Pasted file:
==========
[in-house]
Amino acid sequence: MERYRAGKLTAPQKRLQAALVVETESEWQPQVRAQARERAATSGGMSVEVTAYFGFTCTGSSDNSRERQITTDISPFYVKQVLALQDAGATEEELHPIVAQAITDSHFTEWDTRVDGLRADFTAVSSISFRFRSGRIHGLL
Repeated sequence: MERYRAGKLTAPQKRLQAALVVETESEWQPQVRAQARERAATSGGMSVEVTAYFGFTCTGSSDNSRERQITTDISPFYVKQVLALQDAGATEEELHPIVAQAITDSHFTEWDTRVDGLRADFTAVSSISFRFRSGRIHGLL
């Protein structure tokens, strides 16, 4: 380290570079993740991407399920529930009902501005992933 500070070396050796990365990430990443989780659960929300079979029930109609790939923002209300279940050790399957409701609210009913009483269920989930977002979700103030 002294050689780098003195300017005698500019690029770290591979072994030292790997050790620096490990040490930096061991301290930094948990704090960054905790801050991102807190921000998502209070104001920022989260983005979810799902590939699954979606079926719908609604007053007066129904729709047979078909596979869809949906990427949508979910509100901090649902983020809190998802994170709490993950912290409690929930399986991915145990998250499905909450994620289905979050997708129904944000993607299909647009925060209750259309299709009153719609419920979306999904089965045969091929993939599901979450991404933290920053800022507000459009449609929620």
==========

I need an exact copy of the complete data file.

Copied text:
[in-house]
Amino acid sequence: MERYRAGKLTAPQKRLQAALVVETESEWQPQVRAQARERAATSGGMSVEVTAYFGFTCTGSSDNSRERQITTDISPFYVKQVLALQDAGATEEELHPIVAQAITDSHFTEWDTRVDGLRADFTAVSSISFRFRSGRIHGLL
Repeated sequence: MERYRAGKLTAPQKRLQAALVVETESEWQPQVRAQARERAATSGGMSVEVTAYFGFTCTGSSDNSRERQITTDISPFYVKQVLALQDAGATEEELHPIVAQAITDSHFTEWDTRVDGLRADFTAVSSISFRFRSGRIHGLL
């Protein structure tokens, strides 16, 4: 380290570079993740991407399920529930009902501005992933 500070070396050796990365990430990443989780659960929300079979029930109609790939923002209300279940050790399957409701609210009913009483269920989930977002979700103030 002294050689780098003195300017005698500019690029770290591979072994030292790997050790620096490990040490930096061991301290930094948990704090960054905790801050991102807190921000998502209070104001920022989260983005979810799902590939699954979606079926719908609604007053007066129904729709047979078909596979869809949906990427949508979910509100901090649902983020809190998802994170709490993950912290409690929930399986991915145990998250499905909450994620289905979050997708129904944000993607299909647009925060209750259309299709009153719609419920979306999904089965045969091929993939599901979450991404933290920053800022507000459009449609929620």